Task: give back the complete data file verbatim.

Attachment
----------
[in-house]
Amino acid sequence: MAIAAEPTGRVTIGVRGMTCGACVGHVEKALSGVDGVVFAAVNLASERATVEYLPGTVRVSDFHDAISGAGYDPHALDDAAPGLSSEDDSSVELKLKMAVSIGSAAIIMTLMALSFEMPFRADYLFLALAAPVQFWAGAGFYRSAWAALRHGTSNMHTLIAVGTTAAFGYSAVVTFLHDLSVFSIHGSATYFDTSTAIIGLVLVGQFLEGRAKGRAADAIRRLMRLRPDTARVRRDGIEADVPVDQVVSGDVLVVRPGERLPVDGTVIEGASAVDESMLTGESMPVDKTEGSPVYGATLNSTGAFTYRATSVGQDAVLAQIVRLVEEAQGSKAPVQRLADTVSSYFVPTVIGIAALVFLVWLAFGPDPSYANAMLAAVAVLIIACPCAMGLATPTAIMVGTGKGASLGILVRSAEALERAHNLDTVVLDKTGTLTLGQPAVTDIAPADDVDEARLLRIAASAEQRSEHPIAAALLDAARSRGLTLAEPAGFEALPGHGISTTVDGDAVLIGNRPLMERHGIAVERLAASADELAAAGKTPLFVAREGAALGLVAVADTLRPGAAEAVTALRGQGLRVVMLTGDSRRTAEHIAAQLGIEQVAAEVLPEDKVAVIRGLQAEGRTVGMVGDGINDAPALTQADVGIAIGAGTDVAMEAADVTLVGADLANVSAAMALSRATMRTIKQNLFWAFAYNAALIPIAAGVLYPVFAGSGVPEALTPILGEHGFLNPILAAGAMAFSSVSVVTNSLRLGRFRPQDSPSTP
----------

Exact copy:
[in-house]
Amino acid sequence: MAIAAEPTGRVTIGVRGMTCGACVGHVEKALSGVDGVVFAAVNLASERATVEYLPGTVRVSDFHDAISGAGYDPHALDDAAPGLSSEDDSSVELKLKMAVSIGSAAIIMTLMALSFEMPFRADYLFLALAAPVQFWAGAGFYRSAWAALRHGTSNMHTLIAVGTTAAFGYSAVVTFLHDLSVFSIHGSATYFDTSTAIIGLVLVGQFLEGRAKGRAADAIRRLMRLRPDTARVRRDGIEADVPVDQVVSGDVLVVRPGERLPVDGTVIEGASAVDESMLTGESMPVDKTEGSPVYGATLNSTGAFTYRATSVGQDAVLAQIVRLVEEAQGSKAPVQRLADTVSSYFVPTVIGIAALVFLVWLAFGPDPSYANAMLAAVAVLIIACPCAMGLATPTAIMVGTGKGASLGILVRSAEALERAHNLDTVVLDKTGTLTLGQPAVTDIAPADDVDEARLLRIAASAEQRSEHPIAAALLDAARSRGLTLAEPAGFEALPGHGISTTVDGDAVLIGNRPLMERHGIAVERLAASADELAAAGKTPLFVAREGAALGLVAVADTLRPGAAEAVTALRGQGLRVVMLTGDSRRTAEHIAAQLGIEQVAAEVLPEDKVAVIRGLQAEGRTVGMVGDGINDAPALTQADVGIAIGAGTDVAMEAADVTLVGADLANVSAAMALSRATMRTIKQNLFWAFAYNAALIPIAAGVLYPVFAGSGVPEALTPILGEHGFLNPILAAGAMAFSSVSVVTNSLRLGRFRPQDSPSTP